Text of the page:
They be jammin’.

When you look at U.S. transportation habits, you start to wonder where in the world we’re all going, and why we’re working so hard to get there. The average household makes more than six car trips per day, each averaging nine miles. With busier schedules, we are each spending an average of 70 minutes a day in our cars, and traffic congestion doesn’t help. Average rush-hour delays due to roadway congestion in 68 U.S. cities more than doubled between 1982 and 1997, according to the Texas Transportation Institute. And trends suggest that things are getting worse. At this rate, it’s a wonder we find free time to do anything other than sit behind a steering wheel.

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The average American spends approximately $7,000 a year to buy and drive an automobile. What does this sum really buy, and how can consumers get more for their money? On the plus side, cars make possible a lifestyle of independence with the freedom of spontaneous travel and the ability to live and work in separate places. We can get in our cars and go virtually anywhere at any time (provided there’s no gridlock), without concern for schedules and routes, and with a certain degree of confidence that we will reach our destination. Cars and light trucks also make it possible to easily carry goods that would otherwise be too heavy or awkward to maneuver on foot, bicycle, or public transit. And finally, cars can be just plain fun to drive.

But these benefits come at no small price. The Union of Concerned Scientists estimates that the life-cycle impact of cars and light trucks accounts for nearly half of all toxic air pollutants, as well as just over a quarter of greenhouse-gas emissions and more than one-fifth of all water pollution associated with the average household. Ozone, a primary component of smog, is a byproduct of motor-vehicle pollutants and builds up in the lower atmosphere, causing serious health problems, especially among the rising number of people with asthma and other respiratory disorders. Cars are also the leading cause of death among six- to 27-year-olds. More than 40,000 people die each year as a result of automobile accidents. Auto accidents also cost taxpayers over $11 billion annually in publicly funded health-care expenses, reduced income-tax revenues, and increased public assistance, according to the latest data available from the Department of Transportation.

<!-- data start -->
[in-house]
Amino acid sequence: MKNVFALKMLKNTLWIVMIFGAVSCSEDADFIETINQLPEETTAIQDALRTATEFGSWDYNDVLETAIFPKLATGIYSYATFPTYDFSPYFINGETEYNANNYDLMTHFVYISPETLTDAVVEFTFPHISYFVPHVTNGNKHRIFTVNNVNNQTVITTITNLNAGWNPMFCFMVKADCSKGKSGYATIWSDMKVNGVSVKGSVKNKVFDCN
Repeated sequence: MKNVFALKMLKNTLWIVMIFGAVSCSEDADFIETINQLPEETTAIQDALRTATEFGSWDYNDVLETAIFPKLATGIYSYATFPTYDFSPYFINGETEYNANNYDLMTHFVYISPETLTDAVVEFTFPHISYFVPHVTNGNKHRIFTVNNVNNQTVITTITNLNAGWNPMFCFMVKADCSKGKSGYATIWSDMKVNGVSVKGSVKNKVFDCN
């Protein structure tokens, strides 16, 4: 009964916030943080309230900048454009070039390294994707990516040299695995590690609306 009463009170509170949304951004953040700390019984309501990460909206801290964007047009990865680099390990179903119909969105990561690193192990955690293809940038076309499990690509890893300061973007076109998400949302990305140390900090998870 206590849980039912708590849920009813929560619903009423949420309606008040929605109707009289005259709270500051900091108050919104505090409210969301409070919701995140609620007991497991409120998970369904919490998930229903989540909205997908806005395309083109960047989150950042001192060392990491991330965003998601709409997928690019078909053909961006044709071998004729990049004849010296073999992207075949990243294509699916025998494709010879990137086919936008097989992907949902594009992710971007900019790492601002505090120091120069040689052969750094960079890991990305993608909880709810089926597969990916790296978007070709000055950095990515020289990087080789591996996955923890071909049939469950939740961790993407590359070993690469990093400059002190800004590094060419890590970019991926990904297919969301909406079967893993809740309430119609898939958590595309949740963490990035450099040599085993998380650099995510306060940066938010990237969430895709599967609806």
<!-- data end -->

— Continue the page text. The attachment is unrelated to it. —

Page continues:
Our car culture has also limited our ability to safely walk and ride bicycles. Some highways, bridges, and tunnels expressly prohibit pedestrians and cyclists. In 1997, the number of pedestrians and cyclists killed by motor vehicles was more than 6,100, the equivalent of a commercial airline crash with no survivors every two weeks.

These are just a few reasons to find other ways of getting around, at least occasionally. Driving less not only helps the environment, but it can also help cut the traffic congestion that makes automobiles an increasingly inefficient form of transit. Although public transit may still be unavailable or impractical for many rural and suburban consumers, planning trips, carpooling, and even car-sharing can significantly reduce miles traveled, and in some cases help households avoid the need for a second or third vehicle.